Consultation on proposals for a new statistical series to count unemployed claimants

Consultation on proposals for a new statistical series to count unemployed claimants: Universal Credit produces a higher claimant count than JSA.

This new consultation wants your views on ways to reduce this number by excluding certain groups, including claimants awaiting a work capability assessment.

The consultation closes 11:45pm on 21 July 2018. Go to consultation


MPs say Motability Scheme needs a new road map

MPs say Motability Scheme needs a new road map:  This Treasury and Work & Pensions Committees report, whilst praising the scheme itself, questions the wisdom of a monopoly organisation benefiting from extensive tax breaks and DWP benefit pay outs, which also add to the profits of four retail banks. Read more

SSAC report on young people living independently

This Social Security Advisory Committee (SSAC) report examines the effect of the support provided through the benefit system to young people living independently. These young claimants often have no or little access to financial support outside the benefit system and so feel the effect of welfare changes more than young people living with their parents or other guardians.

DR UK contributed to this report. Read report recommendations

Early warning letters make little difference to the outcomes of claimants

DWP say sanctions early warning letters make little difference to the outcomes of claimants

The DWP have abandoned the idea of a ‘Sanction Warning Letter’ because DWP staff reported, in trials, that these made little difference to the outcomes of JSA claimants. Ken Butler DR UK’s Welfare Rights and Policy Officer said: “The DWP has not said how many of those in the trial who were sanctioned went on to successfully appeal that decision [four out of five appeals are successful]. “ The DWP is now exploring the feasibility of an alternative process to give claimants written warnings, instead of a sanction, for a first sanctionable failure to attend a Work-Search Review. Read more

The European Committee of Social Rights (ECSR)

ECSR has published its annual conclusions on health, social security and social protection  for 2017.

View conclusions

These conclusions concerned the articles of the Charter relating to the thematic group “Health, social security and social protection”:

  • the right to safe and healthy working conditions (Article 3),
  • the right to protection of health (Article 11),
  • the right to social security (Article 12),
  • the right to social and medical assistance (Article 13),
  • the right to benefit from social welfare services (Article 14),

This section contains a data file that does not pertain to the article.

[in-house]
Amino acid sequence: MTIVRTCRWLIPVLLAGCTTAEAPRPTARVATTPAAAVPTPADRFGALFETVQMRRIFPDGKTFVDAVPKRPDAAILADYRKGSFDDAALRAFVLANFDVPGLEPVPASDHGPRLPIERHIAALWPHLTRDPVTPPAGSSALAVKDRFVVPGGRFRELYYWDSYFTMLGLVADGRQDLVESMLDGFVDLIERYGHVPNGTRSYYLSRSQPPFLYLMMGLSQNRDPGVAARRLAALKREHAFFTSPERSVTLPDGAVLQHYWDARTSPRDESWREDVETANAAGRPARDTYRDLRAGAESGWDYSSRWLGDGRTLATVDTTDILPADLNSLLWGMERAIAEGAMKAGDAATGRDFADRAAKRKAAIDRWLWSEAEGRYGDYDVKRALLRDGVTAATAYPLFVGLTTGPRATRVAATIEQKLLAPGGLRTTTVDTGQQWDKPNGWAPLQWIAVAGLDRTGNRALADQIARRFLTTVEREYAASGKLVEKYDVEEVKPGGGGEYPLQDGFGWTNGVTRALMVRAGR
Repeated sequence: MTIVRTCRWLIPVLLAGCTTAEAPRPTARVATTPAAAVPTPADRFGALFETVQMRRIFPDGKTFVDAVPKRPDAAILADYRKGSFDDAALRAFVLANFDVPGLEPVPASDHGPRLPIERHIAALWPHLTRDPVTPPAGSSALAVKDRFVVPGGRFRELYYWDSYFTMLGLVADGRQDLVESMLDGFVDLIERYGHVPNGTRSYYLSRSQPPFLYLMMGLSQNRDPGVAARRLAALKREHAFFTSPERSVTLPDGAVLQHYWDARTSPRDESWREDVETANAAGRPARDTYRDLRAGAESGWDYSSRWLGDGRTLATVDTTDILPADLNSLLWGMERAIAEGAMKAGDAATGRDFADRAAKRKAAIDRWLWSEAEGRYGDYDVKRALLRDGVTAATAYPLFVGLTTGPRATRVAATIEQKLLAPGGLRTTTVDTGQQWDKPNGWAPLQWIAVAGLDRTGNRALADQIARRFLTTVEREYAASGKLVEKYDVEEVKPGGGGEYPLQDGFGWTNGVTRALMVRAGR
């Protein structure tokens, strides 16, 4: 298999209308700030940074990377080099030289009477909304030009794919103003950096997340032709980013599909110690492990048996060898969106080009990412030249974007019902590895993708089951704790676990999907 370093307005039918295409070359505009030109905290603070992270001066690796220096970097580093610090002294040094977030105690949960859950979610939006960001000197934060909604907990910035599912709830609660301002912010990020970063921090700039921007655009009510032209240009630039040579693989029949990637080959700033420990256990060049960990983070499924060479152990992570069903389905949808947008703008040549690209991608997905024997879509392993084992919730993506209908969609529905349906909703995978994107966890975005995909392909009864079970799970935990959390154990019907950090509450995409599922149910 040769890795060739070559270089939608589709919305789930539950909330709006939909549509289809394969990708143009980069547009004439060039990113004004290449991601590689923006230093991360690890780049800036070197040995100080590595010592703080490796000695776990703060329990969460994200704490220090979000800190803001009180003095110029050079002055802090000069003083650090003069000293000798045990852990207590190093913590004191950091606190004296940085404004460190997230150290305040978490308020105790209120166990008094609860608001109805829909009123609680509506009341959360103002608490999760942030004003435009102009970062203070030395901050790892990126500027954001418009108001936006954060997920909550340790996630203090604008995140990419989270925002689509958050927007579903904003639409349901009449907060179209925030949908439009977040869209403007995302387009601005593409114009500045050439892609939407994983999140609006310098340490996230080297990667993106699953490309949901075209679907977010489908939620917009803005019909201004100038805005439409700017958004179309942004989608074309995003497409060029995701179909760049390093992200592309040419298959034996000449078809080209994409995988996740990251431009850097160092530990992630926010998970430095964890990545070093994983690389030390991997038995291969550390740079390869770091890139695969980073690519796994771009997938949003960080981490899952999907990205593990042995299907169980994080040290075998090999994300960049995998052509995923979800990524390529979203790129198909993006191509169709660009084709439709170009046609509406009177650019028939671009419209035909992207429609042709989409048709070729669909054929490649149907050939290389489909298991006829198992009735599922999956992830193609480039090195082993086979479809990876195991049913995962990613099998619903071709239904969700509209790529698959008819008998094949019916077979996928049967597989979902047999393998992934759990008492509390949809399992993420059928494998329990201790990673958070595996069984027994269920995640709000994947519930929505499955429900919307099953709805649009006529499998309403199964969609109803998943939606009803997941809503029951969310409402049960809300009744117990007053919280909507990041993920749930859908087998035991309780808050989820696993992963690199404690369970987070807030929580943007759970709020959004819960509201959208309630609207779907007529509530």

• the right of elderly persons to social protection (Article 23),
  • the right to protection against poverty and social exclusion (Article 30).

The Committee found that the situation in the United Kingdom is not in conformity with Article 12 section 1 of the 1961 European Social Charter on the grounds that:

  • the level of the Statutory Sick Pay (SSP) is inadequate
  • the minimum levels of the Employment Support Allowance (ESA) are  inadequate
  • the level of long term incapacity benefits is inadequate
  • the level of unemployment benefits is inadequate

Government reject recommendation to automatically send PIP claimants their assessment report

The Government has rejected its independent PIP reviewer’s recommendation that PIP claimants to receive their assessment report at the same time as they receive their decision letter.

DR UK’s Welfare Rights Adviser Ken Butler said, “In our response to Paul Gray’s second PIP review we recommended that the DWP should provide a copy of the Healthcare Professional (HCP) report with all decisions made.  Read more

WE AGREE, thanks Ken Butler for responding!

Payment Cards


Payment cards must support not restrict choice and control for users of direct payments: A new report from the Independent Living Strategy Group (ILSG), based on FOI returns from all English councils with statutory social services responsibilities reveals significant concerns about payment card practice and makes recommendations on how councils can properly comply with Care Act guidance.

Commenting on the report, Sue Bott, DR UK Deputy CEO said; “On the face of it pre-payment cards may seem a convenient way to pay for support but I have always had my concerns particularly because Councils can see when and where you have support which is an infringement of people’s privacy.  Interesting that this report finds that whilst councils insist on people with direct payments reporting on how the money has been used to the last penny; when it comes to knowing how much a pre-payment card service costs some of them are unable to say.”


Read more